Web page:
Volunteer in Japan
Find short and long term volunteering programs in Japan which allow you to be more than your average tourist. Volunteering in Japan is amazing opportunity to do something rewarding in places like Tokyo, Kyoto or Osaka.
Volunteer Programs in Japan
Find organisations who offer structured, low cost and free volunteer programs in Japan.
How to Volunteer in Japan
Looking for an amazing experience? Maybe you have always wanted to visit Japan or you are new to the idea. On our guide you can search life changing opportunities to go and help in Japan. This is a very popular destination and you can join from 1 week to 12 months working on a community project. A good way to integrate into Japanese society is to live with a local host family.
Top Reasons to Volunteer in Japan
- Be more than just a tourist and do something worthwhile
- Experience a magical country
- Improve your language skills whilst spending time living and speaking with local people makes the cultural transition easier
- Most volunteer packages include accommodation meaning you can experience this expensive country on the cheap
- Meet other international volunteers from all over the world
Location of Projects
Places you can participate in Japan include the capital Tokyo, Osaka, Hiroshima and more rural areas. Where you are based really depends on the organisation and project. Each part of the country is different but you will also get lots of free time to see more than just your base.
Community Volunteer Programs in Japan
There are several projects available where you can work within communities, help educational projects, work to protect nature and the environment on sustainable living projects or join care and medical and healthcare programs. A lot of volunteering projects in Japan are found at schools, hospitals and orphanages where you will work cloesly with local communities and form strong bonds.
You could also live on a farm and work in exchange for free accommodation, these placements are popular with travellers and you can find these opportunities in remote areas of Japan. If you are thinking about a career in medicine and health care you can find placements at Red Cross Hospitals or join internships in cities like Nagasaki or Tokyo.
Earthquake / Tsumani Volunteering Projects in Japan
The world was shocked by the devestating earthquake and tsunami which struck Japan recently. We get requests for people wanting to help with the Fukushima nuclear disaster after the 2011 earthquake but unless you work for a humanitarian organization or local Japanese agency you won't be able to help with the clean up efforts. You can also help the Japan by donating money to appeals by organisations like the Red Cross and MSF.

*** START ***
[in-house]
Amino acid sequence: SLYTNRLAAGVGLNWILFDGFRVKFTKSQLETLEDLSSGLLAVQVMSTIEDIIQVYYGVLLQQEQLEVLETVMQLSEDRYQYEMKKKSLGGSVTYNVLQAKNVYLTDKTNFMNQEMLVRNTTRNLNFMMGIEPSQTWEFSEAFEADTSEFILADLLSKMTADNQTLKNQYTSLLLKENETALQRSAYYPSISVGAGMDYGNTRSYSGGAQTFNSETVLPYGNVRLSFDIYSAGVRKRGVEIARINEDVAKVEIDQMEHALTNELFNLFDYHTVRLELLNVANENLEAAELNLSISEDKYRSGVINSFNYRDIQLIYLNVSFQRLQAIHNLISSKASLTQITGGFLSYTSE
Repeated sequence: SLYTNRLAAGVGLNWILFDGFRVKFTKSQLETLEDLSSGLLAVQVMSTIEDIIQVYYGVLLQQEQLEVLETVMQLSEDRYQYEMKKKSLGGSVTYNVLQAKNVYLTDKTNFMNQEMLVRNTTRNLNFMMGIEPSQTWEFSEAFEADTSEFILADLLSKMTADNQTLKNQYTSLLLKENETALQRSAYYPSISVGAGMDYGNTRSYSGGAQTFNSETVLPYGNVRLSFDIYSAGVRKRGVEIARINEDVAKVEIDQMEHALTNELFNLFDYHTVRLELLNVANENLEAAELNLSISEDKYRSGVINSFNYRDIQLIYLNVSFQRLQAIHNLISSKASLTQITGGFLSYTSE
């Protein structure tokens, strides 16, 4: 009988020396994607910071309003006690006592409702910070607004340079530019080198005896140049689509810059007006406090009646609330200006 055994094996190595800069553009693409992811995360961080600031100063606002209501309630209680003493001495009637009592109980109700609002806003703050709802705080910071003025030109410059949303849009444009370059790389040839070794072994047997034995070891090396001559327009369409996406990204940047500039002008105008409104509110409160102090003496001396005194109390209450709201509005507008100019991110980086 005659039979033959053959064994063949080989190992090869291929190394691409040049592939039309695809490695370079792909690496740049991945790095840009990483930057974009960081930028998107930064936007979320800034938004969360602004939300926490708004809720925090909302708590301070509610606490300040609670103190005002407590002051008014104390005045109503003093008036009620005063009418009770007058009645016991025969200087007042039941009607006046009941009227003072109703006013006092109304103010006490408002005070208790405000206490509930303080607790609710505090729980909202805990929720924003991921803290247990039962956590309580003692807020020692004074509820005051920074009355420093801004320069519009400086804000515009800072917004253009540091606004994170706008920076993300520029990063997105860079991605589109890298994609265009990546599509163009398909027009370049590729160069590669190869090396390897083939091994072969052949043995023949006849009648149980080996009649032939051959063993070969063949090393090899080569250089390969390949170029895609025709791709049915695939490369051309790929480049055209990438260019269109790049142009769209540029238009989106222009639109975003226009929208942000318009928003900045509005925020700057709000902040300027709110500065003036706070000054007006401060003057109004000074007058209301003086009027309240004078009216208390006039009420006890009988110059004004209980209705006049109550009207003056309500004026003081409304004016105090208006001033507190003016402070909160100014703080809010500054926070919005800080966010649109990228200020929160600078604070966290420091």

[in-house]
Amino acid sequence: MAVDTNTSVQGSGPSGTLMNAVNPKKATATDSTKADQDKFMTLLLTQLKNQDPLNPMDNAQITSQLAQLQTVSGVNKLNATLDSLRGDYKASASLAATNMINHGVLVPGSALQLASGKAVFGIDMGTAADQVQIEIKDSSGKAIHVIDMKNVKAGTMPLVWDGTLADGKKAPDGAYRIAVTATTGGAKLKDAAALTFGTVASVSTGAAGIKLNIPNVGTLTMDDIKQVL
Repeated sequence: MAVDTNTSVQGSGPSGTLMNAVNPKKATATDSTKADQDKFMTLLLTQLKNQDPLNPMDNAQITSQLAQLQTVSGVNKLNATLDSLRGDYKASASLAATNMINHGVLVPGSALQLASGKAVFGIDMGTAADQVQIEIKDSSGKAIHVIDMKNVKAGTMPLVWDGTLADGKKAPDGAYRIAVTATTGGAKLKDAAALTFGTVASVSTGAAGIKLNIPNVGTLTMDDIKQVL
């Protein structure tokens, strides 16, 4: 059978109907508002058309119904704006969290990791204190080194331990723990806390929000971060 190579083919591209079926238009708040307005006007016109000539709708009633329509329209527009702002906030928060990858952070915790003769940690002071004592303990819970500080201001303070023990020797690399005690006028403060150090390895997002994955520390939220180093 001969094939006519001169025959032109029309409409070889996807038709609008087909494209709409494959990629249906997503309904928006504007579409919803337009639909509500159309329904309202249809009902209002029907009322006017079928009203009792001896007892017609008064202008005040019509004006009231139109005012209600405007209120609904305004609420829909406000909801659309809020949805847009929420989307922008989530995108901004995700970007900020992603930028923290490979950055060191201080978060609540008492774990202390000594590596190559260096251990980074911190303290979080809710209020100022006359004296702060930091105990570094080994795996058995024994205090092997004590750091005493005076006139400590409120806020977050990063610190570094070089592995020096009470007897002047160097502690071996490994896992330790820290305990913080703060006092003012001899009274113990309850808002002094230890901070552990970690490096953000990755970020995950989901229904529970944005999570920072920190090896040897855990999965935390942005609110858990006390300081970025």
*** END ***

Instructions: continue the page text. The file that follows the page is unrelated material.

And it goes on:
Who Can Apply
No knowledge of the Japanese language is required to volunteer, but learn some basic phrases will really come in useful. You can volunteer in Japan on a tourist visa, this is granted on arrival and allows you to stay for up to 3 months. There are flexible start dates and you can join programs every month of the year. It is not all work too, you will get lots of time to travel and see more of this country. You might want to book a Japanese language course in Japan as basic words and phrases will help integrate into Japanese society.
How to Apply
Japan is a very expensive country and so please note some organisations fee's for placements can be high. If you search our featured organisations you can enquire and book a spot.
Volunteer in Japan for Free
If you arrange a program direct you will be able to arrange free and low cost programs. You might still need to budget for food / accommodation costs although some placements include homestays.
Help & Advice
If you need any help arranging a volunteer placement in Japan please get in touch.
Japan Volunteer Reviews & Testimonials
If you have ever been to volunteer in Japan and would like to add a review, write about your experience or share any recommendations please contact us.
“The variety build in to the project was a real bonus. We got an inside view of two contrasting centres, and even a day at a third. We seemed to give so little, yet their gratitude was enormous and I loved how instantly warm and welcoming everyone, volunteers, staff and residents, were. It was a total immersion into Japanese life, daunting at times, but truly wonderful. I come away having learned so much, in many unexpected ways. A huge thank you to all who made this possible for me, I am incredibly fortunate and will definitely continue to volunteer in the future.“ Volunteer in a project in Japan, Keiyukai senior care